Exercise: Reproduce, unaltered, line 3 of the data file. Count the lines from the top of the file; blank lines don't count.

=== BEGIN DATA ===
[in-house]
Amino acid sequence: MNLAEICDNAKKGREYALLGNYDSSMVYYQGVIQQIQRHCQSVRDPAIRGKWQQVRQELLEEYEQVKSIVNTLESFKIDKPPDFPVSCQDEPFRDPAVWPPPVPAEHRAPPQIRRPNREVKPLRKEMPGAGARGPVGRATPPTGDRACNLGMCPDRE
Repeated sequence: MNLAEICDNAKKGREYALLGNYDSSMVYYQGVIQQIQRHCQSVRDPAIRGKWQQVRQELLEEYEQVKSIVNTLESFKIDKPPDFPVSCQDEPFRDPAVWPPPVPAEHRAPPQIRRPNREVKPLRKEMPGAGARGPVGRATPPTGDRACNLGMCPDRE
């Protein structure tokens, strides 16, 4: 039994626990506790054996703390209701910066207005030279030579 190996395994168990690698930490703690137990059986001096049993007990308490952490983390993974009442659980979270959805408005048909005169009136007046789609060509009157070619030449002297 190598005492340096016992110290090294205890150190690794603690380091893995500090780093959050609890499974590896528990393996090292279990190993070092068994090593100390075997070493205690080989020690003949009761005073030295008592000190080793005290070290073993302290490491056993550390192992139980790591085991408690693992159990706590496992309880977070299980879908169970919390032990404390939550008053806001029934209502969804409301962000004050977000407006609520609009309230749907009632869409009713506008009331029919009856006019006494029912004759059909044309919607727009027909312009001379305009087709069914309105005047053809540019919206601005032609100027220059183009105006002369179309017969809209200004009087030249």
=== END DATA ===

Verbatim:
Repeated sequence: MNLAEICDNAKKGREYALLGNYDSSMVYYQGVIQQIQRHCQSVRDPAIRGKWQQVRQELLEEYEQVKSIVNTLESFKIDKPPDFPVSCQDEPFRDPAVWPPPVPAEHRAPPQIRRPNREVKPLRKEMPGAGARGPVGRATPPTGDRACNLGMCPDRE